In Malaysia’s legal system, a Commissioner for Oaths is a vital part of how the day to day functioning of the wheels of justice work. A ubiquitous presence throughout Malaysia, a Commissioner for Oaths’ role is necessary for the courts to do their work and helps Malaysian citizens and residents advance their case in the legal process. Often, their work, due to its similarity, is confused with that of a notary public. However, choosing the wrong official can have disastrous consequences for your legal position if you are not careful. Below, we’ll detail what a Commissioner for Oaths is, what a Commissioner for Oaths does, and how someone becomes a Commissioner for Oaths.
In short, a Commissioner for Oaths in Malaysia is an official who has been authorized by Malaysian legal authorities to ensure that declarations, such as affidavits, legal documents, and other statutory declaration from an individual are verifiable and legally compliant. The Commissioner for Oaths verifies these documents for use in Malaysia. A Commissioner for Oaths is also empowered to administer an affirmation, oath, or other declaration. It is important to note that, for use in a court in Malaysia or any other quasi-judicial agency or tribunal, your oath or affirmation can only be administered by a Commissioner for Oaths.
Many confuse the functions of a Commissioner for Oaths and a Notary Public due to the similarity of their work at times. However, one important distinction between the two is that a Notary Public is only authorized to verify the legality of documents through confirming oaths, signatures and other requirements for overseas use only. Thus, bringing a document to a Malaysian court that has been shepherded through by a notary public will likely only bring an adverse legal result for the party relying on the document.
Commissioners for Oaths are legal officials whose primary role is to ensure that when some documents are created – such as affidavits – or when some documents – such as financial statements are signed – they are legally or statutorily compliant. Some of these documents are known as legal terminology but are, in fact, very simple to understand as concepts.
An affidavit is a sworn statement regarding the truth of a matter. For example, if you wish to add your testimony to the record that you were in a certain place at a certain time in order to corroborate someone’s account of an event, an affidavit, where you swear to what you have said as the truth, is the most legally appropriate way to do so. Another interaction with a Commissioner for Oaths that some must go through is a statutory declaration. Oftentimes, those who must file financial statements must ensure they are legally compliant, and, working with a Commissioner for Oaths, they can be certain of the technical accuracy and legality of the document they must file. Finally, for any other legal document which requires the verification of a Commissioner for Oaths, that commissioner will work with you to ensure all requirements for the document are met.
With regards to different types of documents, Commissioners for Oaths in Malaysia perform a variety of services for the person visiting them. First, visiting a Commissioner for Oaths must be done in person as the commission will witness your signature so when a third party notices the commissioner’s stamp, it is a de facto guarantee that the legal processes have been followed. It is important to note that one person cannot sign on behalf of a class of other people thus every person whose signature is supposed to be on the document must be present to sign in person. The Commissioner for Oaths will also read over the document to ensure it is something that can be signed by you as some documents may not be able to be executed due to age, incapacity, or other reason. Lastly, the Commissioner for Oaths will work to ensure you understand the document you are signing. For example, some documents use very technical legal terms or may use other phraseology the common person is unfamiliar with. The commissioner will explain it to you to ensure you know what you are signing and how it impacts you.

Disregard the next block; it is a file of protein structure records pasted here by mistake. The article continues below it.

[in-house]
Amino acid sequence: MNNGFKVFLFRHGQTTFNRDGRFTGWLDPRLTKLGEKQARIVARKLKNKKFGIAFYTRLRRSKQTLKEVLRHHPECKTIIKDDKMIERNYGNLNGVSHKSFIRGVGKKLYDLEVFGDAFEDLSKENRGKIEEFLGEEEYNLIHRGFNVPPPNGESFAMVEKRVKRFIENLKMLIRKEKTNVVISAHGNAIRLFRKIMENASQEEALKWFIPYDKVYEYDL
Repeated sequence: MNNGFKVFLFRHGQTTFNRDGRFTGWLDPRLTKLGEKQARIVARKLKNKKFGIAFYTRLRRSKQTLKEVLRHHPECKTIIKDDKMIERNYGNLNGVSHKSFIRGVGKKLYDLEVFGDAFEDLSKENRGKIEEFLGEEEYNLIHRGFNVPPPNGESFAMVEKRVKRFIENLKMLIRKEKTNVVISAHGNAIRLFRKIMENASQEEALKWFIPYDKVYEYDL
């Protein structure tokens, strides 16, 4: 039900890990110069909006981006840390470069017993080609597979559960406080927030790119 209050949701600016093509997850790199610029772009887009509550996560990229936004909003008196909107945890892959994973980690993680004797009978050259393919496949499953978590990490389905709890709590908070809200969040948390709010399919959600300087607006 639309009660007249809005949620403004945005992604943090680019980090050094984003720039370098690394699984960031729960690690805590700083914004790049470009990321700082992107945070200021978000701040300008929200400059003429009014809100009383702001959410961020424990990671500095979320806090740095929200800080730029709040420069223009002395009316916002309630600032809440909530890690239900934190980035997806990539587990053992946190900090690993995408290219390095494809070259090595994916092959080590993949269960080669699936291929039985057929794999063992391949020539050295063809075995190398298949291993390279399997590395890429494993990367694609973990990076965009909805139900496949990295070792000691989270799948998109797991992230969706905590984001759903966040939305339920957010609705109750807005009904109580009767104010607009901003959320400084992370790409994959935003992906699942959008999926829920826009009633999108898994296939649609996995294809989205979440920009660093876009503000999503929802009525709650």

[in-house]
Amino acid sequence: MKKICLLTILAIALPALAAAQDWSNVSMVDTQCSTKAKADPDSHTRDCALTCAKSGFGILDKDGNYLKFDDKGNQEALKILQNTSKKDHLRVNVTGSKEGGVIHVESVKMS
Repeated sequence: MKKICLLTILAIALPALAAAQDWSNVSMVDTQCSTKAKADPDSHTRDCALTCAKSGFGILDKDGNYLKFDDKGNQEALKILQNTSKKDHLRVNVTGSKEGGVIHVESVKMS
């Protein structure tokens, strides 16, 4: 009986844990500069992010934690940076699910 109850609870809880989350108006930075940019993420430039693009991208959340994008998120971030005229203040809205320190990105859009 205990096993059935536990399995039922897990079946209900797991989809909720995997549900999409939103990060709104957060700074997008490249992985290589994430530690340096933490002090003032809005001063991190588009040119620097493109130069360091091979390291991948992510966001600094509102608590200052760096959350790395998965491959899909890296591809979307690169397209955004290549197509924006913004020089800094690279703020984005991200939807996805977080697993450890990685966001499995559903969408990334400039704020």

The Commissioner for Oaths can also perform a large variety of other tasks as long as that person is also a solicitor. They can receive acknowledgements of bail bonds, receive acknowledgements of a married woman, and can administer oaths for circumstances such as bail justification, taking or receiving an answer, plea, demurrer, or response in any action, swear in executors or administrators, examine any witness under interrogatories, and a slew of other tasks.
Finally, a Commissioner for Oaths is not allowed to be a witness for a document generally unless authorized by relevant sections of the Moneylenders Act, the Hire Purchase Act, the Sabah Land Ordinance, the Legal Professions Act, or other relevant laws.
A Commissioner for Oaths is always appointed by the Chief Justice and may be a solicitor but is not required to be one for the appointment. However, there are other qualifications such as being a Malaysian citizen between 21 and 66 years old who has an SPM or equivalent degree. They must also be physically and mentally healthy and have not been bankrupt, a criminal record, or detained to prevent a crime. Additionally, the other qualifications are being either a lawyer with 7 or more years of experience, a public official or public officer in the government, a member of a body which has been established by statute, or someone with experiences from a past career or job which qualifies them.
You should contact a Commissioner for Oaths to see if they are able to help you with your affidavit, statutory declaration, or other legal document for use in Malaysian courts.